The great pile finished, he sorted his things into smaller piles: a pile to be thrown away, a pile to be given away, a pile to be kept.

A doubtful garment was a mackinaw of dark gray splashed with blood-color and black. It had seen better days, on the one hand; on the other, it was sound, and he had always liked the coloring. He carried it to the light and looked it over carefully.

What was there about an old lumberman's coat to bring a look of bewildered wonder into the Poor Boy's eyes? And what particular memories did he associate with the last time of wearing it?

He closed his eyes, frowned, thought, remembered.

"I wore this," he said to himself, "the time I went down to the sea, and nearly died getting back. Then it was mislaid, when I wanted to wear it again. Then spring came.... When I got back from the sea I thought I saw Joy. I thought she ran, and that I ran after her. Then that she turned and caught me as I fell.... I was wearing this coat. I haven't worn it since."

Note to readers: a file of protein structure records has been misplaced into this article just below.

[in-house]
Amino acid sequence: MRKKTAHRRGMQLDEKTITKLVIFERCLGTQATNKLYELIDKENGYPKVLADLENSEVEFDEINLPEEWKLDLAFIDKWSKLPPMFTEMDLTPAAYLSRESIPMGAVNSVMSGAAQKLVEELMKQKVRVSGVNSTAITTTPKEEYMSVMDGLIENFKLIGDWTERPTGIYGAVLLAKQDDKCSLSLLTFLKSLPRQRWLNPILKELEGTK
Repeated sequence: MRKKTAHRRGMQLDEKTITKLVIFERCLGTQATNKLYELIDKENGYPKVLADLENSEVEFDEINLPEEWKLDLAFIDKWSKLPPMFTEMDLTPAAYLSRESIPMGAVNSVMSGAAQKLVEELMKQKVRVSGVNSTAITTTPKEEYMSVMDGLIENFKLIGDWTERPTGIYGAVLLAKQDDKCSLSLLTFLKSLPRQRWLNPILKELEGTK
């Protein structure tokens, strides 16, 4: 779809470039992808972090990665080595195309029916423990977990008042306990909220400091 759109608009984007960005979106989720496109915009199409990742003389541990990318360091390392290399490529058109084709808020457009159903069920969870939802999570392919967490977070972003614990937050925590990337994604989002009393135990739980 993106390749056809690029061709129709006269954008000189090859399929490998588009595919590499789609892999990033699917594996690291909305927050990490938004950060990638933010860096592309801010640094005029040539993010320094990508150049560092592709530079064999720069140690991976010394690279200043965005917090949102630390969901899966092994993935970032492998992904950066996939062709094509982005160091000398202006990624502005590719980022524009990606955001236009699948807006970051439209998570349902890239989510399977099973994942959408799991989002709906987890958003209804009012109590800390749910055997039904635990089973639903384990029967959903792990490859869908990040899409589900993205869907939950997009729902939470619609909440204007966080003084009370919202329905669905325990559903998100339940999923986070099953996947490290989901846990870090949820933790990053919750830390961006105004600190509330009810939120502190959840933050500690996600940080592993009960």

With fingers that shook he unwound from the top button of the coat a long, entangled hair, the color of old Domingo mahogany, which is either more brown than red, or more red than brown. Nobody can swear which.

When Martha came to see how the Poor Boy was getting on with his packing she was amused to find that he had tired of it. That his things were all in a mess, nothing packed or protected from moths, and that he himself was standing at a window looking out into the dark torrents of rain. At his feet was an old mackinaw. Martha picked it up and folded it.

"Shall I resoom where you've left off?" she asked.

"Please! But be careful of that coat."

She began to bring order swiftly out of chaos.